Funding from the pay TV broadcaster is also dependent on the type of project in question. With its use of CGI, Fungus the Bogeyman required extensive research and development, while horror story The Enfield Haunting also required commitments in terms of research and script development.
Sky’s development process has also become slightly more complicated since Sky UK’s acquisition of Sky Italia and Sky Deutschland, creating a single company that broadcasts to 21 million customers in five territories across Europe.
Both Sky Italia and Sky Deutschland have retained their own drama teams, however, with forthcoming series The Young Pope, starring Jude Law, offering the first example of how the trio will work together.
“The Young Pope is a coproduction through all three but editorially it goes through Sky Italia, because what you don’t need is 7,000 voices on something,” Mensah says. “There’s one editorial voice but the backing of the whole weight of Sky. The Last Panthers was simultaneously transmitted across all of our territories, as was Fortitude. What you’ve got is the best of all possible worlds, which is clear editorial focus but with the weight of this massive company backing your show.”
Sky is also a committed coproduction partner, working with NBC on end-of-the-world drama You, Me and the Apocalypse, Showtime on horror Penny Dreadful and France’s Canal+ on cross-Channel drama The Tunnel and pan-European crime thriller The Last Panthers.
“We love coproductions but luckily with Sky, it’s not about the money as much as creativity. Working with Canal+, not only do we like them personally but they also brought creative talent to us that we couldn’t find ourselves. I’d never worked with Haut et Court (Les Revenants) before Panthers. The Warp Films-Haut et Court partnership is why Panthers is so unique. As for The Tunnel, we had worked with Kudos before but working in France with French directors was new to me.”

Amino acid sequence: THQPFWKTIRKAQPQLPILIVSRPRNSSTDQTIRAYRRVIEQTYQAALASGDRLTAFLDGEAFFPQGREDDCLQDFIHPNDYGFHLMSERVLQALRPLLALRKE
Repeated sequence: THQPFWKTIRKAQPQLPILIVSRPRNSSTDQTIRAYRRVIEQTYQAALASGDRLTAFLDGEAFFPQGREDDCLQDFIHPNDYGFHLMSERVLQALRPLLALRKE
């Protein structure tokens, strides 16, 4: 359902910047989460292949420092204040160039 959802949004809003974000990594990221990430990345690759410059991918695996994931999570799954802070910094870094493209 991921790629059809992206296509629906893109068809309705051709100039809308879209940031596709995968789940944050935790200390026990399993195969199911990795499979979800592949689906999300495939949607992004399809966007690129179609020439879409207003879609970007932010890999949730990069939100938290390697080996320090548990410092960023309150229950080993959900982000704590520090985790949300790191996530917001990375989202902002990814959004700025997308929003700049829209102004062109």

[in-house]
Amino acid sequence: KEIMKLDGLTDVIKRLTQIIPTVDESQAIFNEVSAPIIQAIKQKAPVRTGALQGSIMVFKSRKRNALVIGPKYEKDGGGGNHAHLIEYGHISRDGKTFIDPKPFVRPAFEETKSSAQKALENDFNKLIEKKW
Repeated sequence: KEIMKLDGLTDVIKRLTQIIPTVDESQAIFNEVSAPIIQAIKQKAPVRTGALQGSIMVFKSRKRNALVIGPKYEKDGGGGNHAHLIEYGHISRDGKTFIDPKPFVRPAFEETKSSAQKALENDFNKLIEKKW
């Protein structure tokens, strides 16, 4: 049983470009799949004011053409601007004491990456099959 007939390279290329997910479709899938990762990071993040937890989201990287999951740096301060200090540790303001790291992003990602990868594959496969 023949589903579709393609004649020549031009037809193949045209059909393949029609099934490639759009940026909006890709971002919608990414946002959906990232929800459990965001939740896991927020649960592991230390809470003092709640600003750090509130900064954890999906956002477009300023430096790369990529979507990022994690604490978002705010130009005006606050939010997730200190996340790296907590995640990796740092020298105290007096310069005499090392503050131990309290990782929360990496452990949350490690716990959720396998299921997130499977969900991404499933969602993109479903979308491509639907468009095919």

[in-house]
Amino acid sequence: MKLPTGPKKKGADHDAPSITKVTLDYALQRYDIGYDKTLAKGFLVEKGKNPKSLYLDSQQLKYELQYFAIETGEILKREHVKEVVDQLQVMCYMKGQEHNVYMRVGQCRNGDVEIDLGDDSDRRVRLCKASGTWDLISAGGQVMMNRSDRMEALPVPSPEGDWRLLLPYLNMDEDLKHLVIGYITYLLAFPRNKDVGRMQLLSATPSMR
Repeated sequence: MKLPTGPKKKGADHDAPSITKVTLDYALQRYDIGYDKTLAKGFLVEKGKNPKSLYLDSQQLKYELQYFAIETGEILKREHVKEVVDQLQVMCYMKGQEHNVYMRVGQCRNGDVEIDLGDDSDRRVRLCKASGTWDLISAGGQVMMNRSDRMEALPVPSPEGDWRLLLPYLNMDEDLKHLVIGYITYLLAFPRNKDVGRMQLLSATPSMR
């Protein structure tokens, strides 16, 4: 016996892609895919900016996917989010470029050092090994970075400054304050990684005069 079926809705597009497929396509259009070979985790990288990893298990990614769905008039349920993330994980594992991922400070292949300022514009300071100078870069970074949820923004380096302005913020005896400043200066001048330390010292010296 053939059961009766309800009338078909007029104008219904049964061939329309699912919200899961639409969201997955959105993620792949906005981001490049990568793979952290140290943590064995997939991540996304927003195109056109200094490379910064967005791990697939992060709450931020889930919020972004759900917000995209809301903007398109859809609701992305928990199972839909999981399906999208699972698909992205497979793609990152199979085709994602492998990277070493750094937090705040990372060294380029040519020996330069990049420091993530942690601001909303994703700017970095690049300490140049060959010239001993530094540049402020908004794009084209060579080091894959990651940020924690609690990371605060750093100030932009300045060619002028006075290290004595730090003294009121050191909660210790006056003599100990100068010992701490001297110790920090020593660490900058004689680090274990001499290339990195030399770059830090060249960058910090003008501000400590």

Looking ahead, Roach says The Five is a good example of how Sky wants to take an existing genre – crime, in this case – and give it a different hook for Sky1.
The show follows a group of four friends haunted by the disappearance of one of
their younger brothers some years earlier while he was in their care. The group is forced to revisit the past when the missing boy’s DNA turns up at the scene of a murder. It is written by Harlan Coben and Danny Brocklehurst and produced by Nicola Shindler’s Red Production Company.
“Anne and Nicola started talking about the hooky novels that come from the likes of Harlan Coben,” recalls Roach. “It was a really innovative development process and it was the same with Fungus and Lucky Man (now airing on Sky1), which was an original idea from (Marvel Comics’) Stan Lee.”
The prospect of year-round drama also looks set to create a new story for Sky’s channels, with their individual identities no longer being separated by strict boundaries.
“There has to be fluid boundaries between the channels, particularly as we’re aware of the growing importance of our on-demand offering,” says Roach. “We’re planning two or three years in advance and we’re not sure how platforms will emerge. Sky1 and Sky Atlantic have a very clear identity but as we go to year-round drama we can diversify our output.”
Mensah says anyone hoping to pitch a project to Sky should simply talk to her and her team. “A pitch should feel like a conversation,” she explains. “Too often people put too much emphasis on the formal pitch – anything we’ve got in funded development began as a conversation. People can over-think that process. We’re working with Graham Moore, who wrote The Imitation Game, and he simply called us. We bought the idea on the phone. He then won an Oscar. Equally, other people send us full scripts. There are seriously no rules.”
No rules, then, but if one were to offer potential partners some guidelines, it would be to avoid generalised stories and to throw caution to the wind in a bid to offer big, bold, epic tales.
“If you’re lucky enough to be a commissioner, when everybody else turns right, you should turn left,” says Mensah. “With The Five, everyone else was doing lovely, languid thrillers so we thought, ‘how can we do it as quickly as possible?’ It turns on a dime every five seconds and the producers have done such a good job.”
Ultimately, to have a drama land on Sky, you’ve got to reach for the stars. “If you feel a show could sit on ITV or the BBC, they’re brilliant so that’s the space it should be in,” Mensah adds. “We really do look for stuff that feels like it could only be us.”